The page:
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Friday, December 1, 2023

Tourism in Thailand now – Hua Hin, Pattaya, Phuket, Chiang Mai


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Tourism to major tourist destinations was clearly gaining momentum despite the continued spread of the coronavirus, especially after the country reopened on 1 November. But suddenly there was an unexpected twist – the emergence and active spread of the omicron variant of coronavirus.

An outbreak of infections with this highly transmissible variant of the coronavirus in many countries dealt another blow to Thailand’s tourism. The government has been forced to suspend the Thailand Pass programme, which allows potential visitors to register for planned visits to the kingdom under the “Test&Go” scheme, as well as the tourism promotion programme in “sandboxes”, except for one operating in Phuket.

Despite the problem, most tourism business representatives told the Bangkok Post that they are still hopeful that the tourism situation in 2022 will be no worse than last year, given the fact that the new variant of the virus seems less virulent despite its rapid spread. Vaccination coverage against Covid-19 is currently high, as is Thailand’s level of experience with the pandemic over the past couple of years.

Hua Hin

“If Phuket is still allowed to remain open [to foreign tourists], other regions should be allowed to do the same,” said Mole Rochanasathian, president of Hua Hin Recharge, a tourism resumption project in Prachuapkhirikhan province.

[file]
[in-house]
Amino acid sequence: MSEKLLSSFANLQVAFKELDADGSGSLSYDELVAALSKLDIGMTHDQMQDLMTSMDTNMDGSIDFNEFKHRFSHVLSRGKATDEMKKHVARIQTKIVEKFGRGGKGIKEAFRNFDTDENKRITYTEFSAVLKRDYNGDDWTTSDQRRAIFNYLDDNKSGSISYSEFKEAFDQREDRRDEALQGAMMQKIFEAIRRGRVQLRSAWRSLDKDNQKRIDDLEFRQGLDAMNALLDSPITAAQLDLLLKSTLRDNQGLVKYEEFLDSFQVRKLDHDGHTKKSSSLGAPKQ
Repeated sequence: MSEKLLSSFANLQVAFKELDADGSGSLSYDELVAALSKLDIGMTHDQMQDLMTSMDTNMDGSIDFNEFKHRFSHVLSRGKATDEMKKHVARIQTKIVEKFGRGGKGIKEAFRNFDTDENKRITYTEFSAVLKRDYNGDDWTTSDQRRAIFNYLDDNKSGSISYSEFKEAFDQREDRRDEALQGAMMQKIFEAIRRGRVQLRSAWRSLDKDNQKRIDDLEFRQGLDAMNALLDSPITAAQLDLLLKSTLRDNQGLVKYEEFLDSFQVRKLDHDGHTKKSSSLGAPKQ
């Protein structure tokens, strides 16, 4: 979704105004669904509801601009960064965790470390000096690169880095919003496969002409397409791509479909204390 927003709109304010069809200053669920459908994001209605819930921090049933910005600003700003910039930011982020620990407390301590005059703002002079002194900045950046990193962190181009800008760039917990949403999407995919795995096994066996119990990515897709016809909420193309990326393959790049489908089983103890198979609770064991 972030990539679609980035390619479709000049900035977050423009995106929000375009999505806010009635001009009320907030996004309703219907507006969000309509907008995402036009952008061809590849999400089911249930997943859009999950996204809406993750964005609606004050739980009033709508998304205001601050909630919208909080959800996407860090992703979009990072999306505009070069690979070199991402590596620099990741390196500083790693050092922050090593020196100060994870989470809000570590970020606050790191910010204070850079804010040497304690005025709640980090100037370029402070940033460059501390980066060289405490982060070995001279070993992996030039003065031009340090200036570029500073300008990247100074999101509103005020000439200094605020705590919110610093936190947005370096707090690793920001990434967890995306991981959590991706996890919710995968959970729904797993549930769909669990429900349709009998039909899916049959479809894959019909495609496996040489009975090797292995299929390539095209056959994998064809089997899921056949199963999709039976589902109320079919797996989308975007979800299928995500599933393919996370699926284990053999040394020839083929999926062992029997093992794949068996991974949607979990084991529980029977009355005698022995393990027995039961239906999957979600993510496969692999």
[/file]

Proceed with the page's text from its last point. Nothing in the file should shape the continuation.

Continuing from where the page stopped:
The new outbreak of the Omicron variant coronavirus will not be as serious as it was in past waves of Covid-19, and Hua Hin is capable of handling the new spread of the virus, Mole believes.

Three British tourists who recently arrived in Hua Hin from Phuket were found to have the omicron variant because the disease control measures in place are effective, Mole said, adding that Hua Hin requires foreign tourists to undergo a PCR test for Covid-19 twice.

Hua Hin’s average hospital bed occupancy rate is only 30 per cent, which means it is prepared to cope with an increase in Covid-19 patients should a new outbreak occur, Mole Rochanasathian assured.

However, the government’s December 22 decision to suspend the Test&Go programme has had a bad effect on many tourists intending to visit Hua Hin. Foreigners had booked hotels for January and many were planning to stay for longer periods. People who can work from anywhere in the world prefer to spend time in Hua Hin, he said.

“These people are high-quality tourists. They usually travel by private jet and spend at least 10 days in Thailand,” said Mole Rochanasathian.

Hua Hin, as well as neighbouring Cha-am in Phetchaburi province, are tourist destinations with high potential to attract more high-quality long-stay and high-paying tourists, especially from Scandinavian countries, no doubt Mole Rochanasathian.


Meanwhile, the Chonburi province’s Pattaya resort will continue to focus more on attracting Thai tourists while it adapts to the global tourism situation.

“We don’t expect much from foreign tourists because we know there are still many restrictions in Thailand,” said Rattanachai Suttidechachai, vice president of the Pattaya Business and Tourism Association.

Rattanachai said only about 4,000 foreigners have visited Pattaya since November 1, and only 20 per cent of them were “real” tourists, while the rest were foreigners who own businesses or have family here.